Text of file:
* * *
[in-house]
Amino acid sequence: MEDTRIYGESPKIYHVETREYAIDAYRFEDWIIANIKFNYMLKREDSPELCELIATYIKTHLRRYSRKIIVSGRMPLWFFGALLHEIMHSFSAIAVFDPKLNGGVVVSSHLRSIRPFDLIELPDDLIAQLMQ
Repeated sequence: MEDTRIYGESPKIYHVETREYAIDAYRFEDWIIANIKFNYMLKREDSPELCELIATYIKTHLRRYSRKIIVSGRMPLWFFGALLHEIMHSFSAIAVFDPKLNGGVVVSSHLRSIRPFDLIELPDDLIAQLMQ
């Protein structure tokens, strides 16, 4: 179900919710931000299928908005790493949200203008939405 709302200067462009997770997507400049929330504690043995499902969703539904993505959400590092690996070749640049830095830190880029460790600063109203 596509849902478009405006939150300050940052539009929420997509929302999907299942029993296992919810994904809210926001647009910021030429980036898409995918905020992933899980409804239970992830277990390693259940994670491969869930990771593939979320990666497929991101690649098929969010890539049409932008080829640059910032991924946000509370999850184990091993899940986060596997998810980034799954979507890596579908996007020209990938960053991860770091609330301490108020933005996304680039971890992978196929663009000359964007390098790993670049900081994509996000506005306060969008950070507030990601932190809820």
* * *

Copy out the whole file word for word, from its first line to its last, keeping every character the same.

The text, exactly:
[in-house]
Amino acid sequence: MEDTRIYGESPKIYHVETREYAIDAYRFEDWIIANIKFNYMLKREDSPELCELIATYIKTHLRRYSRKIIVSGRMPLWFFGALLHEIMHSFSAIAVFDPKLNGGVVVSSHLRSIRPFDLIELPDDLIAQLMQ
Repeated sequence: MEDTRIYGESPKIYHVETREYAIDAYRFEDWIIANIKFNYMLKREDSPELCELIATYIKTHLRRYSRKIIVSGRMPLWFFGALLHEIMHSFSAIAVFDPKLNGGVVVSSHLRSIRPFDLIELPDDLIAQLMQ
């Protein structure tokens, strides 16, 4: 179900919710931000299928908005790493949200203008939405 709302200067462009997770997507400049929330504690043995499902969703539904993505959400590092690996070749640049830095830190880029460790600063109203 596509849902478009405006939150300050940052539009929420997509929302999907299942029993296992919810994904809210926001647009910021030429980036898409995918905020992933899980409804239970992830277990390693259940994670491969869930990771593939979320990666497929991101690649098929969010890539049409932008080829640059910032991924946000509370999850184990091993899940986060596997998810980034799954979507890596579908996007020209990938960053991860770091609330301490108020933005996304680039971890992978196929663009000359964007390098790993670049900081994509996000506005306060969008950070507030990601932190809820």